Thursday, April 14, 2011

The Muted Orchestra and My Not So Dreaded In-Laws

About a decade ago, I was in Sydney with my then boyfriend, that one with the Canadian flag tattoo, the inverted nipples, and the really funny jokes. We sat on the beach at day and did telemarketing at night. For some reason or another, we decided to move back to London. We arrived on a Monday, and on Friday, I fell head over hells in love with the largest tallest, back-hairiest English man on that little island. Farewell, jolly Canadian.

I never actually saw them, but I am sure there was a massive orchestra following us around for at least a year.

I don't hear that orchestra as much now because their sounds have been largely muted by piles of bills and shouts of children. However, they always play a little louder when my in-laws are around. One of the things I love most about The Man is his family.

His father is a garrulous, old retired gamekeeper (ala the antagonist in Danny Champion of the World) who gave my kids the giant ear genes of which I'm so fond. His mother, unfortunately, passed away years before I came along. His step mother is an absolutely amazing retired palliative care nurse, and if I had to choose a personality to have other than my own sparkling personality, I'd choose hers.  And, oh, the cadre of brothers and steps brothers... I've long entertained the idea that it would be swell to live in a country torn by civil war where I get to sequentially be widowed and marry my merry loins through the lot of them.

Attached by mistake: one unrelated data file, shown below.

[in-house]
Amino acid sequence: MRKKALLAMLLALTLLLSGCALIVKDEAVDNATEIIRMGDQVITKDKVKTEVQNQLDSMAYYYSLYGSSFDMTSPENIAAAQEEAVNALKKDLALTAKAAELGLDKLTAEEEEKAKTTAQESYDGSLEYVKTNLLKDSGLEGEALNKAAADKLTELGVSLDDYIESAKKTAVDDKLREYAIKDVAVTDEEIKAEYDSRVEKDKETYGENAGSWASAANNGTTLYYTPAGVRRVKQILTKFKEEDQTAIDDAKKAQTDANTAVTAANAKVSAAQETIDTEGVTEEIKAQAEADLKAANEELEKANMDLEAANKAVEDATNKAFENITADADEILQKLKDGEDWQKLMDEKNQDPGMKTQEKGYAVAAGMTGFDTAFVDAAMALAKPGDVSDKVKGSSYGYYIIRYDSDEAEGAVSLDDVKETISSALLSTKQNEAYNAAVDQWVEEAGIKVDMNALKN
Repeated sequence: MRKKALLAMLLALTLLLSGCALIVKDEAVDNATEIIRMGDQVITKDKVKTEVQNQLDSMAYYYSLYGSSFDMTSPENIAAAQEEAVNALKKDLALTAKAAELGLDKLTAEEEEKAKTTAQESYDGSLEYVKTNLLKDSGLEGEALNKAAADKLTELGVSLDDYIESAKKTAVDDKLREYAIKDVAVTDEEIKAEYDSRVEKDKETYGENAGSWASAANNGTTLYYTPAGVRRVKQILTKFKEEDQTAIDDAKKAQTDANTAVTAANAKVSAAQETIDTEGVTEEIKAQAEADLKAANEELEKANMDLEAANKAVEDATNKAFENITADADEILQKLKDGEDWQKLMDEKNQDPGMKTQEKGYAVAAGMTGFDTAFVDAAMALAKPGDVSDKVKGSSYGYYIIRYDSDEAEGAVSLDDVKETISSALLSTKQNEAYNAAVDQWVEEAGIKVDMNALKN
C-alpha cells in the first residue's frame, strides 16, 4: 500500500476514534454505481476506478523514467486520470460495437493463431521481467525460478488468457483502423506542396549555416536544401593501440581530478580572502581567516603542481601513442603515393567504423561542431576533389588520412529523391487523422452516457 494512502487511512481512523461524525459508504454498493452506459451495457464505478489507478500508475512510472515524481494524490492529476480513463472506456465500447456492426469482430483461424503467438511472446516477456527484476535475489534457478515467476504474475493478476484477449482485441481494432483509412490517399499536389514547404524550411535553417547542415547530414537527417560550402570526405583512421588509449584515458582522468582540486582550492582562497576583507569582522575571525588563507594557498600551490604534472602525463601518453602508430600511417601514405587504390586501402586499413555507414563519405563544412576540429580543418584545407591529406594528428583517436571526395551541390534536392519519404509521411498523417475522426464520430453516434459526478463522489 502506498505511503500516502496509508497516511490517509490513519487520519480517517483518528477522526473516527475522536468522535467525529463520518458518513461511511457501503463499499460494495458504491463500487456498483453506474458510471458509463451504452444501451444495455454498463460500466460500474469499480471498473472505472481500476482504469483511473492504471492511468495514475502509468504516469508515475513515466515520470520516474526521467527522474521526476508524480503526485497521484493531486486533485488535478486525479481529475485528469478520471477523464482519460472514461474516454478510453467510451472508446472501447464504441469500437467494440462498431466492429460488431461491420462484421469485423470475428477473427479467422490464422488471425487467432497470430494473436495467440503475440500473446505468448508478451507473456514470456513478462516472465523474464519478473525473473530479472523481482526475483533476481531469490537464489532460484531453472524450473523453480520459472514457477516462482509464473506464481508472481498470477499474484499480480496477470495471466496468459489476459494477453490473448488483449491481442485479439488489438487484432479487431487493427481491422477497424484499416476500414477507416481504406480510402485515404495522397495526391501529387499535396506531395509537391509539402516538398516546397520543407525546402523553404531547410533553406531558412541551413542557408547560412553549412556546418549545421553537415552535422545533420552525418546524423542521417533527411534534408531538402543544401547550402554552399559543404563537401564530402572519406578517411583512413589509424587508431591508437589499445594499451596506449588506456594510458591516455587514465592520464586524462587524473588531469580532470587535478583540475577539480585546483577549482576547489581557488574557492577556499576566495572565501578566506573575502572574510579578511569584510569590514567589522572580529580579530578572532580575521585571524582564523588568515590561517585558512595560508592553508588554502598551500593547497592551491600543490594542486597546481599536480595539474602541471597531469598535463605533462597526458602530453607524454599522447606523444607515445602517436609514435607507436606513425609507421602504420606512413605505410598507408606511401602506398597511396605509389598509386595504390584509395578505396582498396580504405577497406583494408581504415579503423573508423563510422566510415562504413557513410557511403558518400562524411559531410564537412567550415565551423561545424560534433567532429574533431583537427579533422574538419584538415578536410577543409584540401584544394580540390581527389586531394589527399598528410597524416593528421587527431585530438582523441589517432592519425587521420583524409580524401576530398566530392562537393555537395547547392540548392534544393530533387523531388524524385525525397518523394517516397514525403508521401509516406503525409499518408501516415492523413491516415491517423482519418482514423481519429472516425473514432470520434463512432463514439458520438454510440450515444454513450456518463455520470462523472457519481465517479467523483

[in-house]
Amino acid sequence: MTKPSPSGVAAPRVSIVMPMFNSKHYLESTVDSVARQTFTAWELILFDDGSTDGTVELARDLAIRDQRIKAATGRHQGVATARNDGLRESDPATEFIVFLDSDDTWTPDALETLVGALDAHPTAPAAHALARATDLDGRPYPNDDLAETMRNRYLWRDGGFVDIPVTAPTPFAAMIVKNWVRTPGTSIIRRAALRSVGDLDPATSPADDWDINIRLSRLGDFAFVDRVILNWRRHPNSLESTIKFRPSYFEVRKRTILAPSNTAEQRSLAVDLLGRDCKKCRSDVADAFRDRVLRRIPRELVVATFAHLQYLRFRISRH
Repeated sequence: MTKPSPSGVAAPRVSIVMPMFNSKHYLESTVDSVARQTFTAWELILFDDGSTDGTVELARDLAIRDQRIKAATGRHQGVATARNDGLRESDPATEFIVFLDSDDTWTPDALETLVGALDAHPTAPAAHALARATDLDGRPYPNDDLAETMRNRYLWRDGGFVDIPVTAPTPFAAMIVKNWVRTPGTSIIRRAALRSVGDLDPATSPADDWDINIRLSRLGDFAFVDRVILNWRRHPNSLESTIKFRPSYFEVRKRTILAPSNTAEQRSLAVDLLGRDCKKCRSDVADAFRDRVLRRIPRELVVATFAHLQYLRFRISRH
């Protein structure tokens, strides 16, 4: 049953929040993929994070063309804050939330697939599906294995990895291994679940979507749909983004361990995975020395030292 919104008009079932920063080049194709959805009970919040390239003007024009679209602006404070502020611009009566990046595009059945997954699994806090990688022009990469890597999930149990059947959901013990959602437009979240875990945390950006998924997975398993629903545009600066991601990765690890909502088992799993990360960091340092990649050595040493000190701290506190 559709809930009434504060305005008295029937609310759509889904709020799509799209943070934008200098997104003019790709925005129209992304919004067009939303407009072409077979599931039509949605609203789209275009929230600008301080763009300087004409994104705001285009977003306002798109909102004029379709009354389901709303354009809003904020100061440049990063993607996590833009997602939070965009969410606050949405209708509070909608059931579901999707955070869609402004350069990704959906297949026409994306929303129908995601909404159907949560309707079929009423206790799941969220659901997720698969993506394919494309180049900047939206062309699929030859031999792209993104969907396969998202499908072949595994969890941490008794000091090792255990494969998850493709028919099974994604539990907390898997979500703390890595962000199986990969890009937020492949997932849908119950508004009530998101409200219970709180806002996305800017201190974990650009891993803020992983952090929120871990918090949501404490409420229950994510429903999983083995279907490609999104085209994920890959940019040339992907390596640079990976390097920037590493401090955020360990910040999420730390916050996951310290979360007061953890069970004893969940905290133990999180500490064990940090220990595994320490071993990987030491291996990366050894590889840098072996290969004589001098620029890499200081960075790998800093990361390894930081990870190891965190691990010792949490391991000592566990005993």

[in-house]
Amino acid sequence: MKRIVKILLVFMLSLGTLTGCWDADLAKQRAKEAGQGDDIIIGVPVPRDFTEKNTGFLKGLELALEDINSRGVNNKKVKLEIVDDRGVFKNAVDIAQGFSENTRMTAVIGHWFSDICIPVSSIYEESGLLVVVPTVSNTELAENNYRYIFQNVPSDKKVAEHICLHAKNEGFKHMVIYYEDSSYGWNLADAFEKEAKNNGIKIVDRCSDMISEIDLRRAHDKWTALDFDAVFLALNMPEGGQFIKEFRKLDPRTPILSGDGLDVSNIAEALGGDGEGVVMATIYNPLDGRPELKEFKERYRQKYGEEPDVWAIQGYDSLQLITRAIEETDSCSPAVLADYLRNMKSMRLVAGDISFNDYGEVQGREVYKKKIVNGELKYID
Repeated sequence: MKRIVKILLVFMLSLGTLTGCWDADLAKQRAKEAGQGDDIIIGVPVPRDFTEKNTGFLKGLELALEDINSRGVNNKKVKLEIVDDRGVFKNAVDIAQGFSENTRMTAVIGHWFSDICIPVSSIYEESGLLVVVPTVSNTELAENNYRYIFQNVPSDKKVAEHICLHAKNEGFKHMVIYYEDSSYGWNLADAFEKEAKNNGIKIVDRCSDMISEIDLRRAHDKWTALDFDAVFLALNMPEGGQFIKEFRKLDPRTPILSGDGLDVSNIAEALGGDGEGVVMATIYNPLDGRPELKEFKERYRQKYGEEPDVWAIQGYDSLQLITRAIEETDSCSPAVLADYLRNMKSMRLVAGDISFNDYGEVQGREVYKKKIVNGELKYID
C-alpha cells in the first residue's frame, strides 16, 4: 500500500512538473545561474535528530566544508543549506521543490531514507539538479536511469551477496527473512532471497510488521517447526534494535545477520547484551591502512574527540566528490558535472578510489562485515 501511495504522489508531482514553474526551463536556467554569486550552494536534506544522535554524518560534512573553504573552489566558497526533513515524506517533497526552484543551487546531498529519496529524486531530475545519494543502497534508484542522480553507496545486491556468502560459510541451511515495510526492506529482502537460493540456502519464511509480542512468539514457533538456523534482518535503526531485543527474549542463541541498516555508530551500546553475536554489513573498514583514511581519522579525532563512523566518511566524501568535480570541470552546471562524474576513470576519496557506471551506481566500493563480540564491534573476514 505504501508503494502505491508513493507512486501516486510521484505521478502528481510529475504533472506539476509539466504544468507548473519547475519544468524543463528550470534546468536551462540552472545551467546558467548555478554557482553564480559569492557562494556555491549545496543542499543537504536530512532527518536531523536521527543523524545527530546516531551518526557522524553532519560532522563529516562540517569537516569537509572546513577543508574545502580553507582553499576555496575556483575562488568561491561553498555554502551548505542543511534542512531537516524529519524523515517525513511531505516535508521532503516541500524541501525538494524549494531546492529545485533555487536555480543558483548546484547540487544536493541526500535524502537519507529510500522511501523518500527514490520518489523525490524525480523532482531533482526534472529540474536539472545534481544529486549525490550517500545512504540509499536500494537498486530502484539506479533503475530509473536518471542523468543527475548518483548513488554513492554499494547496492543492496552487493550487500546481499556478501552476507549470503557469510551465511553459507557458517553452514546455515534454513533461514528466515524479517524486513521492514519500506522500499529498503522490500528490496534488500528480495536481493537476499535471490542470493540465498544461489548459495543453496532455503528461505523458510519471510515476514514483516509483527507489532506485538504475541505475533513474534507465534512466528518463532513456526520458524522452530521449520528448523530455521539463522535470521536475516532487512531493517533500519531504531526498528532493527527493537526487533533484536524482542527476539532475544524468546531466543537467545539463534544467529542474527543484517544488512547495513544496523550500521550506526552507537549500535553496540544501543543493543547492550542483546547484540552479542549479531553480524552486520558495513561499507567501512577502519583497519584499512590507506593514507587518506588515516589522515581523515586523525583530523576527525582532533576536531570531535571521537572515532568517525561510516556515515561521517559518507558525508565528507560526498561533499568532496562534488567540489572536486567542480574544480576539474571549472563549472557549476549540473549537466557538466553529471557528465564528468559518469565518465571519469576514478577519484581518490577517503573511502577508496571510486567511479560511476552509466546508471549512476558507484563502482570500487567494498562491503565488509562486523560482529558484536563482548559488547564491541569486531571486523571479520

Luckily, these too deep affections for the brothers have never been a problem because I have always followed the advice that my then best friend, the best thing to come out of France since stinky cheese, gave me before I spent my first Christmas with their family: "Minger," she said, (imagine this statement in a darling French accent coming out of a beautiful Audrey Hepburn face) "Minger, do not get drunk and hit on his brothers." I have managed to follow that great advice for a decade.

Now, I can hear the orchestra a little more clearly because one of The Man's brothers is in town. Whenever his family is around, his accent gets a little stronger, and he seems comfortable and engaged in a way that he never is around Americans. I too often forget that I ripped The Man from his island, and that everything that seems weird to me here must seem doubly weird to him. I wish that I could see them all more often, but mostly, I wish that I could see him see them more often because it's really heart warming to see him so animated.            

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